3) This one might be the most controversial of the three. I've been listening to a lot of Michael Covel's podcasts lately on trend-following strategies (the longer interviews often feature interesting guests; the shorter ones seem less worthwhile). I recognize the potential for profitable trend-following/momentum strategies (right on cue, AQR has contributed its intellectual heft in defense of momentum investing), not to mention other technical strategies as laid out for popular consumption here by Andrew Lo and Jasmina Hasanhodzic. Mind you, an investor doesn't have to have an exclusively technical framework to be a momentum investor - as George Soros famously said, "When I see a bubble forming I rush in to buy, adding fuel to the fire." Yet one of the supposed benefits of a market is that it generates prices, which in turn provide information about the allocation of resources. I've seen it said that Soros used to say of his speculating, "I shouldn't be allowed to do what I do, but I'll do it as long as I'm allowed." That seems an amoral escape route, and one I suspect Soros himself has largely abjured in his later incarnation as global statesman. One can often make a good deal of money pushing up the price of an asset from fair value to overvalued levels before offloading to an unsuspecting patsy, but that hardly seems like a socially defensible form of investing, philosophically indistinct to me from other forms of legal but unethical business practices. But before I sound like I'm on my high horse and ready to break into canter, let me say that this somewhat ideological notion of contributing information to the market can be taken to extremes. Those dogmatically opposed to market exuberance would have been shorting Internet stocks in early 1999 and eventually cast in the sea of bankrupt investors in a shroud of ideological purity. Logotherapy is best saved for the therapist's couch, and shouldn't be bankrolled by one's clients. I'm sure there are some Herbalife investors out there who agree on that count. All told, it can be difficult discern whether and to what extent an investor owes a duty to society as a whole.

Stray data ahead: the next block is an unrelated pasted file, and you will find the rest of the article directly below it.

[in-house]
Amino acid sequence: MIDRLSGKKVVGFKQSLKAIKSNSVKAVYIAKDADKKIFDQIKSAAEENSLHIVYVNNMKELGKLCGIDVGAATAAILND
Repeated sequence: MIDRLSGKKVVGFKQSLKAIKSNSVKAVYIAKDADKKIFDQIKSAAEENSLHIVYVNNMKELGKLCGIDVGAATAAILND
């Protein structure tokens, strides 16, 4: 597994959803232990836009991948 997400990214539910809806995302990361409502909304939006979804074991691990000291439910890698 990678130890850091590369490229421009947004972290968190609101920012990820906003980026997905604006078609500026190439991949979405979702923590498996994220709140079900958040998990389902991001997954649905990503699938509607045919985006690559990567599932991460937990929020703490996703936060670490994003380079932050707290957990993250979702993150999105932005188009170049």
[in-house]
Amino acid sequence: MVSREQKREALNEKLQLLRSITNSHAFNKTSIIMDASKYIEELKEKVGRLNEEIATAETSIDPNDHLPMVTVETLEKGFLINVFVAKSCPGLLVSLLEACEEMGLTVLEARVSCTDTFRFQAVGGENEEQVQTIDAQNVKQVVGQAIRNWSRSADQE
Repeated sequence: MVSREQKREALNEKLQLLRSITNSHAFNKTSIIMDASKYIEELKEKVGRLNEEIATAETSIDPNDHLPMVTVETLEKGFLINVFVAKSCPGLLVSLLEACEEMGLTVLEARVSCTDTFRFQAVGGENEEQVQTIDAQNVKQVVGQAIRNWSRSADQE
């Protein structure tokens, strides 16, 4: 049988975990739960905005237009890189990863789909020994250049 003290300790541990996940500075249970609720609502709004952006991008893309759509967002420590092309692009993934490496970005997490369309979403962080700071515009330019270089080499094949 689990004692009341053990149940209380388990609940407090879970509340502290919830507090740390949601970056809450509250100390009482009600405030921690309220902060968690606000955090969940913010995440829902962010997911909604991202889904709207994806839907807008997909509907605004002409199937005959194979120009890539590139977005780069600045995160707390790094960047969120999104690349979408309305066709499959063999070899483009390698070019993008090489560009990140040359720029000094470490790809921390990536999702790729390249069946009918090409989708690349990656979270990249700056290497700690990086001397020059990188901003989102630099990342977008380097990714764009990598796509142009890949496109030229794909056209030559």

As I said, this is by no means an exhaustive survey of possible ground for ethical dilemmas in investing, but a recognition that these quandaries exist. I look forward to comments.

Tuesday, May 6, 2014

Risk: Its Wildness Lies In Wait

G.K. Chesterton wrote that "[life] is a trap for logicians. It looks just a little more mathematical and regular than it is; its exactitude is obvious, but its inexactitude is hidden; its wildness lies in wait." I'm often reminded of this when I hear sophisticated investors describe their risk management processes. For many investors, particularly if they are institutions or cater to institutions, it seems to be a prerequisite that a rigorous risk management system is by definition highly quantitative. There are three possibilities where the use of these models is concerned:

(1) Their risk models actually drive portfolio construction.
(2) Their risk models are presented to investors to give the veneer of rigour, but are basically ignored.
(3) Risk models are used to augment commonsense approaches, but are not the final arbiter of portfolio construction.

I suspect (2) and (3) are significantly more common than (1). While (2) is unethical, it may have the benefit of shielding investors from blind submission to a model. The version of risk (i.e. volatility) taught in introductory investments textbooks can be a dangerous tool. It's particularly problematic when investors don't understand the math and statistics that underlie these quantitative risk models, and are therefore unable to fully grasp their limitations. For example, it seems like a lot of people are willing to say, "Yes, we understand that asset prices don't follow a normal distribution, but let's use it as a tool anyway." Obviously, one doesn't need to be an automotive engineer in order to drive a car, but I think being unclear about the limitations of one's vehicle creates the need for humility, and caution. 

The quintessential definition of risk comes from Frank Knight in Uncertainty and Profit. "The practical difference between the two categories, risk and uncertainty, is that in the former the distribution of the outcome in a group of instances is known (either through calculation a priori or from statistics), while in the case of uncertainty this is not true, the reason being in general that it is impossible to form a group of instances, because the situation dealt with is in a high degree unique."